Hopefully you have been enjoying the World Cup. Leading up to the Finals, you’ve had the chance to root for the USA or your other favorite country, groan at the flagrant fouls and even more flagrant flops, and scream in exultation or agony at the last-second heroics that propel your team to the next round or send them home after an exhausted, extra time finale.

Like millions of soccer (or football) fans around the world, I’m transfixed by the incredible displays of athleticism, but as a physician who specializes in sports medicine, I also have a professional interest in the injury list and projected return of star players who can make an impact on the outcome in Brazil.

One of the most common injuries among football players is the meniscus tear, a knee joint injury that happens when the player’s foot is planted and the knee is twisted. The two menisci in each knee act as sort of knee pads made of cartilage. Sandwiched between the bones of the upper and lower legs, they help stabilize the knee joint. Often they are likened to shock absorbers, evenly distributing weight and pressure across the knee.

Luis Suarez, the Uruguayan star who made headlines after he once again bit an opponent (this time versus Italy, his third time to chomp on an opponent during a match since 2010), suffered a meniscus tear during training for the World Cup that left him out of Uruguay’s opening-game loss to Costa Rica.

But Suarez returned a month after arthroscopic surgery to rally his team in wins against England and Italy, before being suspended for the biting incident by FIFA. Colombia then ousted a Suarez-less Uruguay to advance to the Round of 16.

As a former professional tennis player and physician who has seen some remarkable recoveries among world-class athletes, Suarez’ ability to return to match play is pretty astonishing.  There are three stages of rehabilitation that any athlete had to endure. First, the therapy required to reduce swelling, restore normal range of motion and cope with pain. Next comes the proprioceptive drills, the exercises that help promote balance and stability, along with physical therapy to strengthen the quadriceps, hips and core.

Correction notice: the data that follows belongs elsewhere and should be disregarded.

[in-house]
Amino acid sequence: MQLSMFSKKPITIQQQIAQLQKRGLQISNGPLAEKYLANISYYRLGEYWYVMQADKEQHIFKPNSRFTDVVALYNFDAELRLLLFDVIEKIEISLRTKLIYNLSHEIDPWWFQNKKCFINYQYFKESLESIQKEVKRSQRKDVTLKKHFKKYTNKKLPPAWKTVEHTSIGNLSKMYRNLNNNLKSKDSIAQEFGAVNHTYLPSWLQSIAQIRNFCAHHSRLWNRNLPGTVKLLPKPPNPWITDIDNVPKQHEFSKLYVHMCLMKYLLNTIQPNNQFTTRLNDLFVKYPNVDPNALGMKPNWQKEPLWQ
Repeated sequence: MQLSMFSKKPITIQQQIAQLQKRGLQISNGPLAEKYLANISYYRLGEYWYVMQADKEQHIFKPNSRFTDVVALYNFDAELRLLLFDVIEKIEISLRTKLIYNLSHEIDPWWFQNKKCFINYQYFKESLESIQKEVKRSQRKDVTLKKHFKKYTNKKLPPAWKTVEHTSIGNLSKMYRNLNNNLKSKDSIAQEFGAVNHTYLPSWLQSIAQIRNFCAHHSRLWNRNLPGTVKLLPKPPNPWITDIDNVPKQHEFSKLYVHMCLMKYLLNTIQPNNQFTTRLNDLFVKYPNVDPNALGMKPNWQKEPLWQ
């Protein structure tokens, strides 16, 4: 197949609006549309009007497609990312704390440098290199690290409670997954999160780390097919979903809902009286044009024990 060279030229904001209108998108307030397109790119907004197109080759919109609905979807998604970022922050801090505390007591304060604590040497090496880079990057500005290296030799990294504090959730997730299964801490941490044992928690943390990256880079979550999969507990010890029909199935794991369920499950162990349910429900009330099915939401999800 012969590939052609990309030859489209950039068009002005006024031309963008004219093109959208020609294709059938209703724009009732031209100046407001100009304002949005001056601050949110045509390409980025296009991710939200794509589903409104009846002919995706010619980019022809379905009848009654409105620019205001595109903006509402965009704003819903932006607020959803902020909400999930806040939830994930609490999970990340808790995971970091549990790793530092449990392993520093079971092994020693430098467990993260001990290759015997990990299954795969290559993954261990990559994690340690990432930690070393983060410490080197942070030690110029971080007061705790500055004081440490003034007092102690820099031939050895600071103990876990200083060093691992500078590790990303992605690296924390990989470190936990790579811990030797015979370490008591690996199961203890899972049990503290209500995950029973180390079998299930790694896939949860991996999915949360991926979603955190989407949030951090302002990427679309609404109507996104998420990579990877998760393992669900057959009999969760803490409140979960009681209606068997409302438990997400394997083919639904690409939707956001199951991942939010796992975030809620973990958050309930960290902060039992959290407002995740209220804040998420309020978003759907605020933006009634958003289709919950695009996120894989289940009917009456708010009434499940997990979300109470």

Part of the final stage of rehabilitation includes impact exercises, which are normally done very gradually to help an athlete return to competition levels.

The concern for any athlete who tries to return to competition too soon after a meniscus tear is developing degenerative arthritis at an early age, or “blowing out” the knee during play or training. Imagine being hobbled in your 40s or even late 30s. It’s worth noting that Suarez was removed from the field on a stretcher before the end of Uruguay’s victory over England.  If he does develop arthritis, stem cell injections or PRP (plasma-rich platelet) injections might help him cope with pain and improve function.

As a world-class athlete, Suarez may have been able to trim off the minimum six weeks of recovery from arthroscopic knee surgery thanks to his amazing conditioning as a professional soccer star in the English Premier League. And the sense of pride and determination that enters an athlete’s psyche when playing for his homeland also has been known to promote a speedier recovery.

Yet there are no real shortcuts for a healthy recovery. A seasoned rehabilitation program is as vital to any athlete’s success as a good coach. We’ll explore the makings of a quality recovery from sports-related injury in the near future.

Until then, viva fútbol!

Dr. Annette “Dr. Z” Zaharoff heads the Non-Surgical Center of Texas, focusing on non-surgical alternatives to relieve pain and repair injuries. A former professional tennis player who competed in the WTC circuit, Dr. Zaharoff remains actively involved with the US Tennis Association. Learn more about her at www.drzmd.com.